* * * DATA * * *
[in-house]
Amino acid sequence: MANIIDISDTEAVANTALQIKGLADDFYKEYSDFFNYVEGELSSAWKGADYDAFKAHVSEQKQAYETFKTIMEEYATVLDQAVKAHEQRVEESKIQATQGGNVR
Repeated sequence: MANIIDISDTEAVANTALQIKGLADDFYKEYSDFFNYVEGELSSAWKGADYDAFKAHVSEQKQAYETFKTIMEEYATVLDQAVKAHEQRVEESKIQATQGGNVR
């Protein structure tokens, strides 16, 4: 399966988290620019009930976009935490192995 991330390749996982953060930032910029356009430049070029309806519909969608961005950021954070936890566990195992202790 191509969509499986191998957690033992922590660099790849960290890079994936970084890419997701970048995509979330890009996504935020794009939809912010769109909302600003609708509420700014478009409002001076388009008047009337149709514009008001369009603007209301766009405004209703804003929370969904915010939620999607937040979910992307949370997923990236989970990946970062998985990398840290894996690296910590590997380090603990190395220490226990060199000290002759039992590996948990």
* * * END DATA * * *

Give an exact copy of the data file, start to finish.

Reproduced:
[in-house]
Amino acid sequence: MANIIDISDTEAVANTALQIKGLADDFYKEYSDFFNYVEGELSSAWKGADYDAFKAHVSEQKQAYETFKTIMEEYATVLDQAVKAHEQRVEESKIQATQGGNVR
Repeated sequence: MANIIDISDTEAVANTALQIKGLADDFYKEYSDFFNYVEGELSSAWKGADYDAFKAHVSEQKQAYETFKTIMEEYATVLDQAVKAHEQRVEESKIQATQGGNVR
């Protein structure tokens, strides 16, 4: 399966988290620019009930976009935490192995 991330390749996982953060930032910029356009430049070029309806519909969608961005950021954070936890566990195992202790 191509969509499986191998957690033992922590660099790849960290890079994936970084890419997701970048995509979330890009996504935020794009939809912010769109909302600003609708509420700014478009409002001076388009008047009337149709514009008001369009603007209301766009405004209703804003929370969904915010939620999607937040979910992307949370997923990236989970990946970062998985990398840290894996690296910590590997380090603990190395220490226990060199000290002759039992590996948990």